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Sponsored: Designing effective but fair free-to-play subscription plans

Xsolla's experts look at industry trends to determine which features should be included in F2P subscription plans to reach an ideal ROI.

Game Developer, Staff

July 23, 2019

4 Min Read

Presented by Xsolla

The Emerging Trend of Game Subscription Plans

The gaming industry is ramping up efforts to create new and interesting services for its expanding audience. At the front of this movement is a mix of monthly subscriptions paired with in-game purchases in free-to-play (F2P) titles.

Games like EVE Online and Dota 2 show this is both a promising and fruitful form of monetization. Players receive exclusive extras and in-game benefits, while developers can establish stable revenue streams. Fortnite used this very strategy to claim the record for most annual earnings of any game in history, reaching $2.4 billion in 2018.

Despite success stories like these, only 5-6 percent of developers are currently leveraging subscriptions in F2P titles. That number is on the rise, and it seems both publishers and platform owners are interested in similar monthly services, as well.

We were curious about this growing trend in the industry, so we took a closer look at the current offerings, what features they offer, and how they manage to boost revenue while keeping players happy.

In-Game & Platform Subscriptions

In-game subscriptions refer to any monetization method that allows players to sign up for a premium or VIP account in exchange for access to exclusive content. This may include new quests, additional resources, stat bonuses to cut down on grinding, free loot, and much more.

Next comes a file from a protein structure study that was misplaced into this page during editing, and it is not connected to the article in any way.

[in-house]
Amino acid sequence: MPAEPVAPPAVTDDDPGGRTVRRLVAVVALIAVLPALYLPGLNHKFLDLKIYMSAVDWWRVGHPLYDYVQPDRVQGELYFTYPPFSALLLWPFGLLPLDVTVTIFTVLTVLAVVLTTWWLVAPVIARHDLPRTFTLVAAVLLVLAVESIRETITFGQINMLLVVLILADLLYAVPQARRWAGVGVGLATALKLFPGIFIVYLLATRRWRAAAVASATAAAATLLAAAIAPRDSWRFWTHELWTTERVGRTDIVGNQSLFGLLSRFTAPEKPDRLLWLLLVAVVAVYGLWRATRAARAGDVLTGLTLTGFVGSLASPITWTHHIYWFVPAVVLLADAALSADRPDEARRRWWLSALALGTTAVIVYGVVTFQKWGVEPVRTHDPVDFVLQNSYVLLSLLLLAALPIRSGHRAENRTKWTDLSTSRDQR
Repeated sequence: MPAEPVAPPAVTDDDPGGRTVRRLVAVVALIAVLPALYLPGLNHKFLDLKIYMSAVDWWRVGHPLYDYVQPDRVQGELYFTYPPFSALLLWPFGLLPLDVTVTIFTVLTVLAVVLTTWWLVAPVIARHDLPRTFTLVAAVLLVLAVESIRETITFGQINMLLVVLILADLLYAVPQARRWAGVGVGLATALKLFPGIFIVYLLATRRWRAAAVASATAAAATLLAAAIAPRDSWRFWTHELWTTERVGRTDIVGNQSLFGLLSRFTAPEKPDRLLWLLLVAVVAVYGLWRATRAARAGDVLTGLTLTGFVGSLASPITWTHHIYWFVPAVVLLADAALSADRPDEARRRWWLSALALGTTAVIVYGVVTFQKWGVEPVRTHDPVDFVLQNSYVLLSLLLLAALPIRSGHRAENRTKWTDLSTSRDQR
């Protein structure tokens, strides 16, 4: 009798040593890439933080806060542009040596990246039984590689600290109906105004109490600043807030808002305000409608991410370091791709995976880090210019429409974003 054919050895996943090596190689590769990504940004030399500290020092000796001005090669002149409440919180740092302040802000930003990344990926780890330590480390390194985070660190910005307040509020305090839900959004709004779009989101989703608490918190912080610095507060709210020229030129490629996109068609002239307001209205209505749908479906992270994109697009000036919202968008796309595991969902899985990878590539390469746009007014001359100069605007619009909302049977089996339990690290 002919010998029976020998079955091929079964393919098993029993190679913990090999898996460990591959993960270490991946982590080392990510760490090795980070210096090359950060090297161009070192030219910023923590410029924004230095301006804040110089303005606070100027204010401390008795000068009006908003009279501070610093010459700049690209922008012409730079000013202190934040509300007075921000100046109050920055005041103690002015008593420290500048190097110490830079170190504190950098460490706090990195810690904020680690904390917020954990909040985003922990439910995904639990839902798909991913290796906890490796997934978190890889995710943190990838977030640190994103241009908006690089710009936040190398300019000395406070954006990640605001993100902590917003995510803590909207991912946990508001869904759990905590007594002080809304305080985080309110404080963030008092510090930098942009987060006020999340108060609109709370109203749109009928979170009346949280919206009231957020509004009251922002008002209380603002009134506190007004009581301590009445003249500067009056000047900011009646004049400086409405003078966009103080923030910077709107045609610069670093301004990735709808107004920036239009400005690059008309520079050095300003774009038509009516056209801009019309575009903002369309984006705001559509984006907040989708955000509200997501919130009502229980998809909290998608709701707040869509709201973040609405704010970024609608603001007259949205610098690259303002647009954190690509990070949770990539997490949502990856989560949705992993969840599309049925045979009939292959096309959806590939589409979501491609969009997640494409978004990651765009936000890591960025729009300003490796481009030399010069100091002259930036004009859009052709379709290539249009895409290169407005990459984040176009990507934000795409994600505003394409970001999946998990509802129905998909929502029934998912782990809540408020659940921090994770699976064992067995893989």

Most modern games with monthly subscriptions use a hybrid system that includes a free-to-play core monetized with subscriptions and in-app purchases. Games that require an ongoing subscription for basic access are decreasing in number, often switching to the hybrid model to capture the widest possible audience.

Platform and publisher subscriptions can be described with phrases like "Netflix for games". A publisher or independent developer might offer a subscription in exchange for access to their full back catalog, for example. Platforms like PlayStation or Xbox also offer subscriptions with rotating lists of free games, access to online multiplayer, store discounts, etc.

Players have so far embraced this movement, too, as subscriptions give them the opportunity to indulge in discounts and exclusive content for a minimal monthly price.

Monetizing with In-Game Subscriptions

Subscription fees usually only represent 10-15 percent of a free-to-play game's total revenue. The memberships themselves aren't what boost earnings, though, it's the shift in behavior subscribers take once they hit the "sign up" button.

Subscribers spend an average of $25 per month on in-game content such as cosmetic items, season passes, map packs, and battle passes. This is more than twice as much as non-subscribers, who usually top out at just over $10 per month. Subscribers know their premium status is time-limited and want to make the most out of their membership.